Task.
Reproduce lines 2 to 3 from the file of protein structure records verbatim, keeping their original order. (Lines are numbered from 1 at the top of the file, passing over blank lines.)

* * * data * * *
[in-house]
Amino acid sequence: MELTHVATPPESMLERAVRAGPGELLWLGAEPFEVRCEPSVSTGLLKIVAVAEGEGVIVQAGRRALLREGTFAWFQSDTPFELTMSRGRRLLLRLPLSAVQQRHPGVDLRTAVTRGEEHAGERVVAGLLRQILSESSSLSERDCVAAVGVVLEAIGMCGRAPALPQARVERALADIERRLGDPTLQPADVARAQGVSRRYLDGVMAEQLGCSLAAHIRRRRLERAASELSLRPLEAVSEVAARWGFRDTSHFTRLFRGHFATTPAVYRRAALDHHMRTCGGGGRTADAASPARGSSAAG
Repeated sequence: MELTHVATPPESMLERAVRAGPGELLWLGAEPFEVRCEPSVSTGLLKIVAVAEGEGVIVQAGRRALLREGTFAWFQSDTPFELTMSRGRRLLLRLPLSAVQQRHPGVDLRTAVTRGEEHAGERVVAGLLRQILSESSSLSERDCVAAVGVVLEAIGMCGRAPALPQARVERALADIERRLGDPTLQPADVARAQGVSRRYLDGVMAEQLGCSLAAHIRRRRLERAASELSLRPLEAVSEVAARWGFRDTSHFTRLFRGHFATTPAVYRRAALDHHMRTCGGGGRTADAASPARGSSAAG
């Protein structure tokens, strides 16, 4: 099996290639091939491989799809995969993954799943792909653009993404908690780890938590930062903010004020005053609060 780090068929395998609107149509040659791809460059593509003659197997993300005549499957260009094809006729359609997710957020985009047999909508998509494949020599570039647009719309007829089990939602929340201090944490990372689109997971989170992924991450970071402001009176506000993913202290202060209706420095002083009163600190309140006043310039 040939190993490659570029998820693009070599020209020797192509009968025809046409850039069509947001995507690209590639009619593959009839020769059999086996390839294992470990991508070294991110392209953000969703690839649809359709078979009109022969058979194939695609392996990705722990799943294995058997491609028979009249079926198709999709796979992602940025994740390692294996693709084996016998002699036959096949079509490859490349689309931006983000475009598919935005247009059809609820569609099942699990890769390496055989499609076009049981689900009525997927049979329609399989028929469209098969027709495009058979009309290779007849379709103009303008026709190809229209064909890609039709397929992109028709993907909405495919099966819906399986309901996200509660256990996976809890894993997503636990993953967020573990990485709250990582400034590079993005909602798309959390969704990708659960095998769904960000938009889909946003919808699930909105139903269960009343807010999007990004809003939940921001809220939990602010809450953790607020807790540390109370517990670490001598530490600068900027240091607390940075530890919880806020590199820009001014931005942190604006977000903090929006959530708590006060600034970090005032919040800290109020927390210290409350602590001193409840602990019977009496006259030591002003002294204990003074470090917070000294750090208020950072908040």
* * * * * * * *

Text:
Amino acid sequence: MELTHVATPPESMLERAVRAGPGELLWLGAEPFEVRCEPSVSTGLLKIVAVAEGEGVIVQAGRRALLREGTFAWFQSDTPFELTMSRGRRLLLRLPLSAVQQRHPGVDLRTAVTRGEEHAGERVVAGLLRQILSESSSLSERDCVAAVGVVLEAIGMCGRAPALPQARVERALADIERRLGDPTLQPADVARAQGVSRRYLDGVMAEQLGCSLAAHIRRRRLERAASELSLRPLEAVSEVAARWGFRDTSHFTRLFRGHFATTPAVYRRAALDHHMRTCGGGGRTADAASPARGSSAAG
Repeated sequence: MELTHVATPPESMLERAVRAGPGELLWLGAEPFEVRCEPSVSTGLLKIVAVAEGEGVIVQAGRRALLREGTFAWFQSDTPFELTMSRGRRLLLRLPLSAVQQRHPGVDLRTAVTRGEEHAGERVVAGLLRQILSESSSLSERDCVAAVGVVLEAIGMCGRAPALPQARVERALADIERRLGDPTLQPADVARAQGVSRRYLDGVMAEQLGCSLAAHIRRRRLERAASELSLRPLEAVSEVAARWGFRDTSHFTRLFRGHFATTPAVYRRAALDHHMRTCGGGGRTADAASPARGSSAAG